An officer from the Scythia told them they could go aboard. The dreaded moment had come. Thomas embraced his wife and daughter. He placed his hands on Roddy's shoulders and looked into his eyes. He didn't speak, but Roddy knew his dad was silently telling him that he was now the head man of the family.
Head of the family! A large order for a thirteen-year-old boy. But somehow, as Roddy told me all this, in the playroom of his California home, I felt he was equal to the job. There is a quiet assurance about him which inspires confidence.
"Were you surprised when your father joined the British Merchant Marine?" I asked.
"Not at all," replied Roddy his eyes sparkling with excitement. "Dad loves the sea. Besides, he belonged to the Merchant Marine in the last war. It was awfully exciting. The ship he was on got torpedoed and the crew had to abandon it. They drifted around in a life-boat for two days before they were picked up. If I were grown-up I'd certainly join the Merchant Marine. They really have adventures!"
"More so than any other service?"
Roddy thought a moment before he replied. "Well, in this war," he explained, "the Merchant Marine seamen are manning the life-lines of the United Nations. You see their ships carry essential supplies. They have to get through at any cost. And it's tough going 'cause they haven't always enough guns to put up a good fight. If an enemy looms on the horizon they just have to outwit them."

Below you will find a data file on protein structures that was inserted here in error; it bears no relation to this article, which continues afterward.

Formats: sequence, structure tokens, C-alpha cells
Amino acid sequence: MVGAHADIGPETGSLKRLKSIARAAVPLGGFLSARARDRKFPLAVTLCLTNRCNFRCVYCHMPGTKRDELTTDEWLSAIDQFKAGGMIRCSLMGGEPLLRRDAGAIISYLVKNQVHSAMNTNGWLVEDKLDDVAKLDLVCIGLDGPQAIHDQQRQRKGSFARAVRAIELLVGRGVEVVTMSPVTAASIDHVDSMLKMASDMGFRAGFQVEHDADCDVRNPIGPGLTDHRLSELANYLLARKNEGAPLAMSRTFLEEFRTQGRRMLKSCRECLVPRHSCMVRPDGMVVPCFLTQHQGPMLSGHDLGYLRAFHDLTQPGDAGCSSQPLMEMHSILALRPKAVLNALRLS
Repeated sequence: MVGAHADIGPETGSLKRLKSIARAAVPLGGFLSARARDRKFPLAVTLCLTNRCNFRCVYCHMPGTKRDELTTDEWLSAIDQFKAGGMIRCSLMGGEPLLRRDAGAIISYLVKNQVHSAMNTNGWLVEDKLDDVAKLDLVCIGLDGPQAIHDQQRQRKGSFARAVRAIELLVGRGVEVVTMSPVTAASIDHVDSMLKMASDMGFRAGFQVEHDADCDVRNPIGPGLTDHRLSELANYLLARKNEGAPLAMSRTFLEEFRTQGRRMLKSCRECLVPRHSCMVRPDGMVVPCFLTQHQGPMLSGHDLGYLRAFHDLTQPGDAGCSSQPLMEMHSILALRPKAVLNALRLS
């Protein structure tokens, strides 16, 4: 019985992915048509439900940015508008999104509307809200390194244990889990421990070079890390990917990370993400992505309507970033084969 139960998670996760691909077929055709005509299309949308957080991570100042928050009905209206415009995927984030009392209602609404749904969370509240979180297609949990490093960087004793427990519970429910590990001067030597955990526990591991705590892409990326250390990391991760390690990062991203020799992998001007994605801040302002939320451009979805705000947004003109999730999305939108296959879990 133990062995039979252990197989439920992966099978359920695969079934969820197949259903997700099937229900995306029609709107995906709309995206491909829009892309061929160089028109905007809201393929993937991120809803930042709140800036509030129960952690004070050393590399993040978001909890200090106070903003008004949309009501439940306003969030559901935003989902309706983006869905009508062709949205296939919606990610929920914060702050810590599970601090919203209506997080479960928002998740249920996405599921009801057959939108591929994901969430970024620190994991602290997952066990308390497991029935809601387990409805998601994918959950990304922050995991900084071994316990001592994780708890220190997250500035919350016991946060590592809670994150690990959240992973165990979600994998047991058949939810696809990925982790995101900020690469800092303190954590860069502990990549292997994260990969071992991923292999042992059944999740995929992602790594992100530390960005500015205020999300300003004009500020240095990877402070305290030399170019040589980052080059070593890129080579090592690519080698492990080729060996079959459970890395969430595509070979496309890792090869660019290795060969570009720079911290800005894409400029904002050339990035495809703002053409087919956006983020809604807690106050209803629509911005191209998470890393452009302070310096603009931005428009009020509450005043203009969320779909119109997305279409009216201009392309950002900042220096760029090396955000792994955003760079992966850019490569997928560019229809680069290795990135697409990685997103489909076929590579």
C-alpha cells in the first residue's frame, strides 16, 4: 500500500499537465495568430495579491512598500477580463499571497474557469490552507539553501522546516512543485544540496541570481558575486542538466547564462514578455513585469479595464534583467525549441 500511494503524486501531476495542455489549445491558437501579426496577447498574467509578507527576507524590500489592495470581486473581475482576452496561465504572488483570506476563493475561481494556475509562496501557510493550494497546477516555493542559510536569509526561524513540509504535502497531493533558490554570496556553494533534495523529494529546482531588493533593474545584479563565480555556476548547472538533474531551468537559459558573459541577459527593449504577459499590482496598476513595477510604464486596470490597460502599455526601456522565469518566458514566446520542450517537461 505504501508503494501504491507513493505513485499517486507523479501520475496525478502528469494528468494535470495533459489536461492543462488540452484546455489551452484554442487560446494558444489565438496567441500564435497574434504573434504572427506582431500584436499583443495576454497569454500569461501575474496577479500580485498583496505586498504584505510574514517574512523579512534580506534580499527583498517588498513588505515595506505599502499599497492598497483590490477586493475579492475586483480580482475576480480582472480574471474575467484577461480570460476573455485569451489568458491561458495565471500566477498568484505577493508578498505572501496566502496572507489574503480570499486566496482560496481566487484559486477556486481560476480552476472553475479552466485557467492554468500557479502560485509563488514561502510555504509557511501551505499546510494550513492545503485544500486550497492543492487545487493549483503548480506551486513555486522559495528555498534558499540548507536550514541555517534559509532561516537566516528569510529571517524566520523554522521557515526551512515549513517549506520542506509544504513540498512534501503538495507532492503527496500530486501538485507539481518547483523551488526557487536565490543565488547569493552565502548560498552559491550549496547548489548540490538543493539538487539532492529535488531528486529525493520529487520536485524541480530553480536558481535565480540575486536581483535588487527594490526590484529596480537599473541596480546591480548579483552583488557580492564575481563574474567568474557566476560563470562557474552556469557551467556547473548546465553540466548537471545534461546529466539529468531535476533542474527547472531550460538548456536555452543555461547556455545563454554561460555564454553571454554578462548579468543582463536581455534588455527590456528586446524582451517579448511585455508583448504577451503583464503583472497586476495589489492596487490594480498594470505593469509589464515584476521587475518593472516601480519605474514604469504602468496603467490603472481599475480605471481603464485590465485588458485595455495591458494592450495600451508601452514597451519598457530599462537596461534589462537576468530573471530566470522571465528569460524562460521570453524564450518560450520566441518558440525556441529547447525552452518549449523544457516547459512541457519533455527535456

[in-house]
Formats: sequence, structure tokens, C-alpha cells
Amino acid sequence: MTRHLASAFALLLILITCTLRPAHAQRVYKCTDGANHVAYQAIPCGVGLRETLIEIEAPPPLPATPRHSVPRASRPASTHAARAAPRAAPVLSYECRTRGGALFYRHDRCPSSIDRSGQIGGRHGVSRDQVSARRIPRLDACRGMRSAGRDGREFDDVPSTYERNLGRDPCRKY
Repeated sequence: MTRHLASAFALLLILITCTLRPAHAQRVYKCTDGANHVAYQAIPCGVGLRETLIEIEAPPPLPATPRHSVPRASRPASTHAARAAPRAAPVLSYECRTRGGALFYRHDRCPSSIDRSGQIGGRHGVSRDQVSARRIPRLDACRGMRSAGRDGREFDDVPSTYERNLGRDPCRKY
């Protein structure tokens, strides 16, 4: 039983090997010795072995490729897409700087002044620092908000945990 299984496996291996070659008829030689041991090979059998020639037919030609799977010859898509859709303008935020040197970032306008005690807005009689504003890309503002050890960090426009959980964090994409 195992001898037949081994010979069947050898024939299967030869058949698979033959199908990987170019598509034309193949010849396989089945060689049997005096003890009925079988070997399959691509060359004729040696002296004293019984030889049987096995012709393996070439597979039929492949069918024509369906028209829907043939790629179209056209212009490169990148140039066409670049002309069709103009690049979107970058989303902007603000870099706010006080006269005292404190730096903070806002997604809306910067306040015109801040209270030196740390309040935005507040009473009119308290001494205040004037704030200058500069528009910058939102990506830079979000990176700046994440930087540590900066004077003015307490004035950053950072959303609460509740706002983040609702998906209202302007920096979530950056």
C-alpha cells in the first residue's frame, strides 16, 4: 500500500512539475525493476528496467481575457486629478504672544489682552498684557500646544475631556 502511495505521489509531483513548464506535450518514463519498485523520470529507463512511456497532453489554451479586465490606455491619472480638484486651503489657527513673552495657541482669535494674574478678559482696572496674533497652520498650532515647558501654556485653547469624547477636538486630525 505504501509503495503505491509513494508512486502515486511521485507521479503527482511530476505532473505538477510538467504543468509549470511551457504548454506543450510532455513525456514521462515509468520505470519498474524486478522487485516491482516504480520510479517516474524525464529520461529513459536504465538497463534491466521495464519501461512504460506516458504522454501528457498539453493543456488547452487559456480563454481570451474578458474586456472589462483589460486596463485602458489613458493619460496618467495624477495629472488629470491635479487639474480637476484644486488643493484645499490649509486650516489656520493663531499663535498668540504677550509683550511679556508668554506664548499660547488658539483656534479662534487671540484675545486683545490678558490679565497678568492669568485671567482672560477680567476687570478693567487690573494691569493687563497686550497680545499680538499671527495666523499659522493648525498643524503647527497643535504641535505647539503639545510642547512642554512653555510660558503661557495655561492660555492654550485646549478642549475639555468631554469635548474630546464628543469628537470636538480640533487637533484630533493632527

"But Roddy," I protested, "if a German bomber swoops down to kill, how can they possibly win the encounter by wits?"
"Dad told me they have only one real defense. When the enemy is overhead the thing to do is to keep the ship in a steady course until the plane is in a bombing position. Then you swing the helm hard over so that the ship moves out of the path of the bomb."
As Roddy talked he kept looking at a picture of his father, Thomas McDowall. A fine-looking man in an officer's uniform with eyes as warm and steadfast as those of his son.
"Dad and I used to go sailing all the time before the war," continued Roddy. "He taught me a lot about boats."
There was really no need for Roddy to tell me how interested he is in ships, for his playroom proclaims the fact for him. The chintz drapes and chair slip-covers have a sailboat in their design and the bookcase shelves are lined with books of sea stories. On the wall is a beautifully drawn map of a mythical kingdom Roddy started inventing when he was six. The imaginary country is called Fidelis and Roddy has written several books on its history. For the present he has lost interest in Fidelis because the world right now is much more crammed full of adventure and excitement than Roddy could possibly dream up.
For instance, several months ago an enemy submarine fired at an oil-well on the coast of California. A fan of Roddy's who happened to live in that vicinity sent him a piece of the shrapnel as a souvenir. Roddy now considers this his good luck piece. And well he might, for at about the time the enemy made the surprise attack Thomas McDowall's ship was sailing up the Pacific Coast. Quite unexpectedly good fortune had made it possible for him to see his family again for the first time since they parted two years ago in Liverpool.